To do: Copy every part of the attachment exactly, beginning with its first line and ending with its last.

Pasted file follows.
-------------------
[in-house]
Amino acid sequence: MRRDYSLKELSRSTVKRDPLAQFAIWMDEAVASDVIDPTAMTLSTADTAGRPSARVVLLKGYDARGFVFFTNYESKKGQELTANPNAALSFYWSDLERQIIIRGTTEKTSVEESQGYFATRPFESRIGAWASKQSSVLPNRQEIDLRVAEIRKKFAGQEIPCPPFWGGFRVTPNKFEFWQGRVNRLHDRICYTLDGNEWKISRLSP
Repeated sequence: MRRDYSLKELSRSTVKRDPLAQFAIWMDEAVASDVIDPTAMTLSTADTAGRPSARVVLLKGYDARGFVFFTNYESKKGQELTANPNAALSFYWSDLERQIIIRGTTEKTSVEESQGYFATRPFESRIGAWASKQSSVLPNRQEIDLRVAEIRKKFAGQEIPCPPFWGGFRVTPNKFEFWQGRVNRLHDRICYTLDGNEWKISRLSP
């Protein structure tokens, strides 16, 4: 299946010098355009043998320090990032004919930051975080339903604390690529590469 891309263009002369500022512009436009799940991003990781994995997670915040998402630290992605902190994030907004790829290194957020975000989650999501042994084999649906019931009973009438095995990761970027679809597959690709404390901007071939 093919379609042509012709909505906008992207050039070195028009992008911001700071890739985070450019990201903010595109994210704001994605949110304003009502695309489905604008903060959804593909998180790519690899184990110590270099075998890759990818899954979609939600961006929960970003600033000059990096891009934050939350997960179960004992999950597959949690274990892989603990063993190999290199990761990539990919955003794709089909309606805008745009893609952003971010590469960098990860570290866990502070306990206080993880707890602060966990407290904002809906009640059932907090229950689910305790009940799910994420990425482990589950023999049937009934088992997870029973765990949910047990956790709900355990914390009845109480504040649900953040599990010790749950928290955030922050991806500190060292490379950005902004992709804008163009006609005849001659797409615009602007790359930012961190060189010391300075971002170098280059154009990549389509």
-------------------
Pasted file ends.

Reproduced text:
[in-house]
Amino acid sequence: MRRDYSLKELSRSTVKRDPLAQFAIWMDEAVASDVIDPTAMTLSTADTAGRPSARVVLLKGYDARGFVFFTNYESKKGQELTANPNAALSFYWSDLERQIIIRGTTEKTSVEESQGYFATRPFESRIGAWASKQSSVLPNRQEIDLRVAEIRKKFAGQEIPCPPFWGGFRVTPNKFEFWQGRVNRLHDRICYTLDGNEWKISRLSP
Repeated sequence: MRRDYSLKELSRSTVKRDPLAQFAIWMDEAVASDVIDPTAMTLSTADTAGRPSARVVLLKGYDARGFVFFTNYESKKGQELTANPNAALSFYWSDLERQIIIRGTTEKTSVEESQGYFATRPFESRIGAWASKQSSVLPNRQEIDLRVAEIRKKFAGQEIPCPPFWGGFRVTPNKFEFWQGRVNRLHDRICYTLDGNEWKISRLSP
């Protein structure tokens, strides 16, 4: 299946010098355009043998320090990032004919930051975080339903604390690529590469 891309263009002369500022512009436009799940991003990781994995997670915040998402630290992605902190994030907004790829290194957020975000989650999501042994084999649906019931009973009438095995990761970027679809597959690709404390901007071939 093919379609042509012709909505906008992207050039070195028009992008911001700071890739985070450019990201903010595109994210704001994605949110304003009502695309489905604008903060959804593909998180790519690899184990110590270099075998890759990818899954979609939600961006929960970003600033000059990096891009934050939350997960179960004992999950597959949690274990892989603990063993190999290199990761990539990919955003794709089909309606805008745009893609952003971010590469960098990860570290866990502070306990206080993880707890602060966990407290904002809906009640059932907090229950689910305790009940799910994420990425482990589950023999049937009934088992997870029973765990949910047990956790709900355990914390009845109480504040649900953040599990010790749950928290955030922050991806500190060292490379950005902004992709804008163009006609005849001659797409615009602007790359930012961190060189010391300075971002170098280059154009990549389509």